In fact, both sides are holding an event in the very place where it all started – New York. On Tuesday, the consulate general of India in New York along with the US department of homeland security will hold a ceremony in which stolen Indian artefacts worth $1.5 million will be returned.
Observing that India-US ties are “not a one issue one relationship”, external affairs ministry spokesperson Syed Akbaruddin said at a media briefing that “we will take each day as it comes, because it is important to look both back and forward”.
He said the homeland security department would be returning the Indian artefacts, including 10th century stone carvings of Vishnu and Parvati, which were stolen from a village in Rajasthan.
On Dec 12 Khobragade, who was India’s deputy consul general in New York, was arrested, handcuffed and strip-searched over charges of alleged visa fraud and underpaying her nanny, Sangeeta Richard. Khobragade’s maid had alleged she was overworked and underpaid by her, a charge the diplomat has denied.
The incident threw India-US ties into a tailspin, as India demanded an apology and withdrawing of all charges. The US stuck to its stand that the law would take its own course and it would not withdraw the charges.
Khobragade was moved to India’s permanent mission at the UN in New York. The US last week gave the 39-year-old diplomat a G1 visa according her diplomatic immunity but also asked her immunity to be waived, which India refused.
She was asked to leave the US, and flew back home on Friday night, leaving behind her family.
India, in a reciprocal gesture, asked the US to withdraw a diplomat from the embassy in Delhi who was seen as involved in the Khobragade affair.
The diplomat, who the spokesperson did not name, left India Sunday night, he informed. The US had voiced regret over India’s move to expel the diplomat.
India has already withdrawn the airport passes given to US diplomats in India and the special diplomatic identity cards issued to them as part of reciprocal measures after the arrest of Khobragade.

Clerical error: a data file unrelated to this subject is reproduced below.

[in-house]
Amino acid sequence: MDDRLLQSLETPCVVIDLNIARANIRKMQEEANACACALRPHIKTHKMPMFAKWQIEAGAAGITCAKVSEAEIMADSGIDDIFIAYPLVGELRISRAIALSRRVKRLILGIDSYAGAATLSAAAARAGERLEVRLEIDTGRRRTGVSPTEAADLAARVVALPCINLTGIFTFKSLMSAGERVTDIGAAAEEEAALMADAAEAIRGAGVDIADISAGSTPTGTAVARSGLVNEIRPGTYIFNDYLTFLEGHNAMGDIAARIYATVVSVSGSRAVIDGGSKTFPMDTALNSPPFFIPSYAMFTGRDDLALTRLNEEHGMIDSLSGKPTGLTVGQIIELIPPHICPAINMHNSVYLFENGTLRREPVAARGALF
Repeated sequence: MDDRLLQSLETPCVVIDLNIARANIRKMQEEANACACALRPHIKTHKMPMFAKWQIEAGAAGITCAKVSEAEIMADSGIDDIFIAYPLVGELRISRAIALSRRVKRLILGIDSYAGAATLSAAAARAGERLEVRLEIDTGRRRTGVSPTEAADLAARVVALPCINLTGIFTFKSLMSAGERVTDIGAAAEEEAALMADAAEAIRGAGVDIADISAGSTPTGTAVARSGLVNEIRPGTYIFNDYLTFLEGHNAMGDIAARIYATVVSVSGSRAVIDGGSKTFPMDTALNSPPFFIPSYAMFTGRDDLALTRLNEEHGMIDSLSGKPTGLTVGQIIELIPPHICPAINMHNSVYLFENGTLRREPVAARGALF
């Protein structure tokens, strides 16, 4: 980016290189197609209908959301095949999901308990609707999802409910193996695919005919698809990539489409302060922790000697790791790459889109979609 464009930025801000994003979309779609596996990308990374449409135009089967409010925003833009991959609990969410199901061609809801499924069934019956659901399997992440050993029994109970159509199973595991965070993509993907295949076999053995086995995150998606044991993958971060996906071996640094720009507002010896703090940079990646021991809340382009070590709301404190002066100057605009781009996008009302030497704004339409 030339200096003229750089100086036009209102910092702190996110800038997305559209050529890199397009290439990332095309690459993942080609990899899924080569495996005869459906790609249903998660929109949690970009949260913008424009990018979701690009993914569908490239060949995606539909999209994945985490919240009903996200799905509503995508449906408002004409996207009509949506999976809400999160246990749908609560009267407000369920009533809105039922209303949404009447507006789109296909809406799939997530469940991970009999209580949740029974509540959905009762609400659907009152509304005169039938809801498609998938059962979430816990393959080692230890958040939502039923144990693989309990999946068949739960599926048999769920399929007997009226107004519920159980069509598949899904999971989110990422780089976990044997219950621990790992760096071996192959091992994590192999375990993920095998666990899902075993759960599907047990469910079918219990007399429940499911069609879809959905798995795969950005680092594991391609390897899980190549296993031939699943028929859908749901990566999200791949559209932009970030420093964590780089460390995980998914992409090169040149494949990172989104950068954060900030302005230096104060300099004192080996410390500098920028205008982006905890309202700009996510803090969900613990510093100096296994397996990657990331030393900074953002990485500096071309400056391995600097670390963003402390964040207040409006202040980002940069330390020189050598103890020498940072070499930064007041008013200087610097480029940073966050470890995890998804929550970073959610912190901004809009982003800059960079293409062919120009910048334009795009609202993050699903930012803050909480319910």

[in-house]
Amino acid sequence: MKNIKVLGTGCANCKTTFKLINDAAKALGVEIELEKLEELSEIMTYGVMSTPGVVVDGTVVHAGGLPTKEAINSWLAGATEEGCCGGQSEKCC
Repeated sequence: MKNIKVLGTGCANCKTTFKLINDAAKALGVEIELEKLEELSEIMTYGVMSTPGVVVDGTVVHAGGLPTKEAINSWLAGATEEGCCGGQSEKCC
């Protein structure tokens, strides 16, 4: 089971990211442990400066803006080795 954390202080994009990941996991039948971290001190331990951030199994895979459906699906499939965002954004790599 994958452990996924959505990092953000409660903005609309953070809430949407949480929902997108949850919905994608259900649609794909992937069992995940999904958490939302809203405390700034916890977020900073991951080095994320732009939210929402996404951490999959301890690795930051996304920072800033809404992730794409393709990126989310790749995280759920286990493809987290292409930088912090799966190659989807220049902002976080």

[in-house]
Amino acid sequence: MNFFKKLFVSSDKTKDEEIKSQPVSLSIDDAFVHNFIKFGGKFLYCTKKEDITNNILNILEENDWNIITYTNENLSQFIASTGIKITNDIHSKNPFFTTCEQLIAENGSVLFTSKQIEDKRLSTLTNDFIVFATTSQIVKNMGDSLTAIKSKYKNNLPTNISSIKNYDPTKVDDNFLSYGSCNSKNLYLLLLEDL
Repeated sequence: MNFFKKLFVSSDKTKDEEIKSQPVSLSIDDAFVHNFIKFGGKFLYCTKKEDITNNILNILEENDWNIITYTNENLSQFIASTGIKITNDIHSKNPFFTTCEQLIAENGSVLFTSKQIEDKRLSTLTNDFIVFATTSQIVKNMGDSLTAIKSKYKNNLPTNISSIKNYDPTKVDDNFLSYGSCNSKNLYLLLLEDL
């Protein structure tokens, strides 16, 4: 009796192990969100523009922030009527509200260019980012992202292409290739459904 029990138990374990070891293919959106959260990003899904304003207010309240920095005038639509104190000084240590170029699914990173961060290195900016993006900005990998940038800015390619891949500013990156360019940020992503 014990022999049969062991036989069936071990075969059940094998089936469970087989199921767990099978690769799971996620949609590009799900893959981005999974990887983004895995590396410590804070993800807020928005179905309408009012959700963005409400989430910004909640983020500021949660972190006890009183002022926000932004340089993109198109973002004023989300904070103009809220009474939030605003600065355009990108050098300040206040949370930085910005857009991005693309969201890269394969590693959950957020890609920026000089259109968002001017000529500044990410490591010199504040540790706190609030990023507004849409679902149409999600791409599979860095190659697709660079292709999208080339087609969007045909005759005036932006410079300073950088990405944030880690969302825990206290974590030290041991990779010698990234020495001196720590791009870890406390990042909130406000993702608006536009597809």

The US was also been asked to discontinue all commercial activities from its premises without proper licence, a move that is going to hurt not just the large American diplomatic community but the American expatriate population here that also enjoyed the privileges of the American club, bar and other duty-free facilities that the embassy was allowed to have in what is diplomatically known as the ‘wink-and-nod’ reciprocal system.
Referring to the upcoming event at New York, Akbaruddin said: “The point is that in the same place where we have difficulties, we also have collaborations and cooperations … Our relationship is extremely broad and wide-ranging.”
The spokesperson also denied reports of more potential Khobragade-like cases in the US, saying the Indian government was considering a proposal to change the status of Indian domestic helps, or Indian-based domestic assistants (IBDA).
He said a proposal “considering significant changes in the status” of such helps that Indian diplomats take to the US and Europe is under consideration with the government since the beginning of last year.
The government is studying the legal aspect of it as well as the financial implications of the IBDA.
Akbaruddin said senior officials of the ministries of external affairs and finance were trying to work out a solution.